It’s not just the forest fires that have gotten Sierra Pacific into hot water. It has been sued at least 19 times for its logging practices but says it has not lost a case. It hasn’t been so lucky defending its sawmills. In 2007 Sierra Pacific paid $13 million to settle a lawsuit ­involving four of its mills with California’s air quality regulator. The agency claims it operated without air-pollution-control equipment and falsified reports to conceal the violations. (Sierra Pacific says it self-reported the issue.) In 2016 the company settled two other lawsuits that related to Clean Water Act violations due to illegal runoff from some sawmills.

“There’s harvest rules, Clean Air Act, Clean Water Act,” says Emmerson, whose daughter-in-law worked at the Environmental Protection Agency under George W Bush and now lobbies for a different timber company. “They’re all with good purposes, but the environmental community uses them as obstructionist tactics to stop things from happening.”

But the political winds are changing, with the climate in Washington becoming more favourable. Donald Trump’s administration has rolled back protections on federal land and recently approved a $28 million reforestation plan that will include clearing more trees on land burnt in the Rim Fire.

Still, Sierra Pacific is looking to push beyond California to places where it might not have to spend so much time fighting environmentalists and bureaucrats. In 2017 it tried to acquire six sawmills in Georgia and Florida but lost out to a publicly traded Canadian firm. It has been more successful expanding in Washington State, where Sierra Pacific has invested more than $1 billion, largely on timberland and four sawmills. In late 2016, Sierra Pacific opened a $100 million mill in Shelton. (Despite his record investment, Red’s thriftiness is on display: Nearly every staircase is recycled from an old sawmill.) The company says it is simpler and quicker to cut in Washington than it is in California. Sierra Pacific is now the largest lumber producer in the state, which has been home to publicly traded timber giant Weyerhaeuser for 118 years. Sierra Pacific is able to cut away in Weyerhaeuser’s backyard due in part to regulations that prohibit exporting companies from buying logs from state or federal forests.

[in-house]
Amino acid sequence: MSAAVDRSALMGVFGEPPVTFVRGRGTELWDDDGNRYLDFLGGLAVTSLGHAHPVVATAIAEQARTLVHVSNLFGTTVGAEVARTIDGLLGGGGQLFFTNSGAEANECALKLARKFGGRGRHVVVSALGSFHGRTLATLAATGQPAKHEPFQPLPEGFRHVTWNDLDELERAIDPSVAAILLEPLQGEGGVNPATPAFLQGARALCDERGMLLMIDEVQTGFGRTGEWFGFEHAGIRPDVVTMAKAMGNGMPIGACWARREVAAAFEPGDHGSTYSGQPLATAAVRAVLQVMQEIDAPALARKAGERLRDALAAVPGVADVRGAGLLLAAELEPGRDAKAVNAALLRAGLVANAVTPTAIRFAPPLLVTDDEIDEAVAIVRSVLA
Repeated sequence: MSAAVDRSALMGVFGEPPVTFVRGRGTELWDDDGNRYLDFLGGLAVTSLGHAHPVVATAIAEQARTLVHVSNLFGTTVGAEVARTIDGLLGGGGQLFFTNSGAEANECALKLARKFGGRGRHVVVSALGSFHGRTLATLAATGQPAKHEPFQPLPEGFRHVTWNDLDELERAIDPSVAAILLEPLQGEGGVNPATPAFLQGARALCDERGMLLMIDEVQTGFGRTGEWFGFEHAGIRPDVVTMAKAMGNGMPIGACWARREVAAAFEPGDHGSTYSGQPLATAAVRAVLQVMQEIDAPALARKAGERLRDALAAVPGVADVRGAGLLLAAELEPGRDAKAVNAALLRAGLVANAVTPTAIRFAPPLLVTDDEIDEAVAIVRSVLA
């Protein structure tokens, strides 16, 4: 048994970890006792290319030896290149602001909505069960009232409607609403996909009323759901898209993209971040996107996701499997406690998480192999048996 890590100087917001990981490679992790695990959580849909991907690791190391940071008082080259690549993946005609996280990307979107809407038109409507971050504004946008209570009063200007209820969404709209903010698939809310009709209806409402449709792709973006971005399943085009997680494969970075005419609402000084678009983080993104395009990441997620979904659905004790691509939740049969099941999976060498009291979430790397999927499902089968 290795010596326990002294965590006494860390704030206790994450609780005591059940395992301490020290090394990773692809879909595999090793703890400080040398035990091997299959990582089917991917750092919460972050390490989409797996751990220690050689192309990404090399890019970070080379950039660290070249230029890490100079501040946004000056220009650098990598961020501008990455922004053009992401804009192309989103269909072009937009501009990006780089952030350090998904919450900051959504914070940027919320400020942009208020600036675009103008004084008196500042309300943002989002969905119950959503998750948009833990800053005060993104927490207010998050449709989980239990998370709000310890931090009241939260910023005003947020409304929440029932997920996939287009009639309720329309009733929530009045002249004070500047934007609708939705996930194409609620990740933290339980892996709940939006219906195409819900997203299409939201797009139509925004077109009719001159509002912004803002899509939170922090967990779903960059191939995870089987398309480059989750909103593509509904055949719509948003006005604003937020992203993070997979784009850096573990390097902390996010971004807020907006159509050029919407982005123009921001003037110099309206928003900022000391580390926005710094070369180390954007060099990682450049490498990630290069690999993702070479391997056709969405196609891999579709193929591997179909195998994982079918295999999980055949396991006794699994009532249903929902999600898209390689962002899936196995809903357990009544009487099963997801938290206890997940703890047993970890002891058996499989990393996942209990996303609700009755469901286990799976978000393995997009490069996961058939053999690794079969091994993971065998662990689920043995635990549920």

Emmerson, who is still involved in the company’s strategic direction, spends much of his time now looking for timberland acquisitions and infrastructure investments. Recent projects include the opening of a new manufacturing plant in Red Bluff, California, and the $60 million rebuilding of a sawmill in Burney, California.

Emmerson may be old, but he isn’t ready to step away. “Red doesn’t work as much as he used to. Sometimes he’s not here on Sunday. And that’s about the truth,” Mark says. Emmerson responds with a laugh: “[My children] are better educated, better organised than I ever was. And smart. But I still think there’s some things I can do pretty good... I’m very optimistic about the future.”

(This story appears in the 03 August, 2018 issue of Forbes India. To visit our Archives, click here.)